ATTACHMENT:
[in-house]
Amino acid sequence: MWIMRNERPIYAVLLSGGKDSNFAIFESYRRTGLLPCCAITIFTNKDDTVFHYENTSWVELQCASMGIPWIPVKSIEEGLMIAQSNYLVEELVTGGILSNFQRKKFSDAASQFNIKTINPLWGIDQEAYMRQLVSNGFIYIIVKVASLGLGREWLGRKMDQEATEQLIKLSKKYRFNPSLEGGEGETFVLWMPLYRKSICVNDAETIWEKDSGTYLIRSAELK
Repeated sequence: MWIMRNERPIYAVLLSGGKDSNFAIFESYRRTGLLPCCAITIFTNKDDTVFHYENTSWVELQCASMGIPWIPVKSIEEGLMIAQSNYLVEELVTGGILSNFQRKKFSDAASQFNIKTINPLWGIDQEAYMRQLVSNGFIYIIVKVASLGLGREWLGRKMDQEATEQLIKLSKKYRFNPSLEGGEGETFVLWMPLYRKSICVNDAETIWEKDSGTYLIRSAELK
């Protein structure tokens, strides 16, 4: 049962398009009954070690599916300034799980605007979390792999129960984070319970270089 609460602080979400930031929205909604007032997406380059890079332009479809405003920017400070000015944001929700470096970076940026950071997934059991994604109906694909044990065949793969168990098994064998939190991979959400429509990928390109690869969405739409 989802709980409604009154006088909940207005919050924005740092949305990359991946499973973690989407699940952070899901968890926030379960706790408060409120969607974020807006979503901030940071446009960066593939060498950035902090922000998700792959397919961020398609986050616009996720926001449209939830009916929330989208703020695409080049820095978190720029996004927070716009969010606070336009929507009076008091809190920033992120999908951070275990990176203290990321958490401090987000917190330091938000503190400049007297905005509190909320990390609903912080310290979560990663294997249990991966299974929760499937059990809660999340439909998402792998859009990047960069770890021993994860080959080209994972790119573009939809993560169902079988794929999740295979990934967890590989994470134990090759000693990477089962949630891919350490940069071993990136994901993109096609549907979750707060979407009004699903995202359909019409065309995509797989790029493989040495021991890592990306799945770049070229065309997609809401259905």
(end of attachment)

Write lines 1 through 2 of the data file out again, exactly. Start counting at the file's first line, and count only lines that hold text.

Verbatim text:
[in-house]
Amino acid sequence: MWIMRNERPIYAVLLSGGKDSNFAIFESYRRTGLLPCCAITIFTNKDDTVFHYENTSWVELQCASMGIPWIPVKSIEEGLMIAQSNYLVEELVTGGILSNFQRKKFSDAASQFNIKTINPLWGIDQEAYMRQLVSNGFIYIIVKVASLGLGREWLGRKMDQEATEQLIKLSKKYRFNPSLEGGEGETFVLWMPLYRKSICVNDAETIWEKDSGTYLIRSAELK